Guide to High School Physics Teacher Preparation

Version 1. January 28, 2021

This section provides guidelines and recommendations for physics departments and programs seeking to implement, document, publicize, and support pathways to recruit and educate future high school teachers. Implementing an effective teacher preparation program includes creating an environment within your department that promotes high school teaching as a valid and desirable career option. For guidance on offering a physics or physical science course tailored to the needs of elementary education majors, see the section on Courses for Non-STEM Majors.

Benefits

Creating an effective high school teacher preparation program expands the range of careers for which your department or program prepares students to include high school teaching, a profession in which physics majors have near-certain employment prospects upon graduation. Additional benefits for your department may include improving recruiting and retention, increasing graduation rates, gaining eligibility for funding opportunities, improving learning for undergraduate students within and outside the major, and attracting more well-prepared students from area high schools.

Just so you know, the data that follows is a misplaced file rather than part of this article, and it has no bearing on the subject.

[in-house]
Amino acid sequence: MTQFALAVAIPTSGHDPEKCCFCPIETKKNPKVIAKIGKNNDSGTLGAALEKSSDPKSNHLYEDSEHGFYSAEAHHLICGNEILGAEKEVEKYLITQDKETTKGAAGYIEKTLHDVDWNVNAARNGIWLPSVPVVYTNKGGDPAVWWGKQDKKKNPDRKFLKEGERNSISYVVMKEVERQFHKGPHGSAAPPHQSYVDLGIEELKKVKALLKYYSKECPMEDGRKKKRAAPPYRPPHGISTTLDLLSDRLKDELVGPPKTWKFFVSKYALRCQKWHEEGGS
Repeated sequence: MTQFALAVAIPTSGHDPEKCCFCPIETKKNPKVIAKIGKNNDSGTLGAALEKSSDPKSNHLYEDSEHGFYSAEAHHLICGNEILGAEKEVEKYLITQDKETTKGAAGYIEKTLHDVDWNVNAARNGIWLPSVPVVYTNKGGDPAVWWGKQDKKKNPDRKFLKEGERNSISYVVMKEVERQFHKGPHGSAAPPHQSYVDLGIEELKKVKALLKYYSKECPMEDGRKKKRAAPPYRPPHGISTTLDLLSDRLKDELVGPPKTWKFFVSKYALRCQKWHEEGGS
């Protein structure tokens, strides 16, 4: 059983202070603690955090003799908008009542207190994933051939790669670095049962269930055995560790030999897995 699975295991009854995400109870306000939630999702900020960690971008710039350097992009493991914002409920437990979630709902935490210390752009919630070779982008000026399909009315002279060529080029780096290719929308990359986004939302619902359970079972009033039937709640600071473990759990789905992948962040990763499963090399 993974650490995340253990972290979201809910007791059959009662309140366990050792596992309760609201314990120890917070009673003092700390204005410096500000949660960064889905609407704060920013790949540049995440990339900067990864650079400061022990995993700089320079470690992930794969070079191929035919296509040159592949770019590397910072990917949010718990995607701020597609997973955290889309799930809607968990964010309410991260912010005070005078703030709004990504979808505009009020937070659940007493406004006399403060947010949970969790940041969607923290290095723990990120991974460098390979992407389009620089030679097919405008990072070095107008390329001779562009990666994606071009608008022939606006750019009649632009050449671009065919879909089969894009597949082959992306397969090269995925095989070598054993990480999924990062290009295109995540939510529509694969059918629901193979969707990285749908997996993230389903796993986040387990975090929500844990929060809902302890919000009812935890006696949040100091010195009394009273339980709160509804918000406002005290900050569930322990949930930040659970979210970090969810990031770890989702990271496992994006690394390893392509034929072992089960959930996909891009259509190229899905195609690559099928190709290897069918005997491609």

Effective Practices

  1. Identify and support faculty champions to lead the development and maintenance of a teacher preparation program

  2. Evaluate the local landscape with respect to teacher preparation

  3. Implement a teacher preparation pathway

  4. Provide students opportunities to learn physics in ways teachers are expected to teach

  5. Provide early teaching experiences for students interested in teaching as a career

  6. Communicate the value of teaching as a career path

  7. Promote the teacher preparation program and actively recruit students

Programmatic Assessments

The Cycle of Reflection and Action

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This material is based upon work supported by the National Science Foundation under Grant Nos. 1738311, 1747563, and 1821372. Any opinions, findings, and conclusions or recommendations expressed in this material are those of the author(s) and do not necessarily reflect the views of the National Science Foundation.

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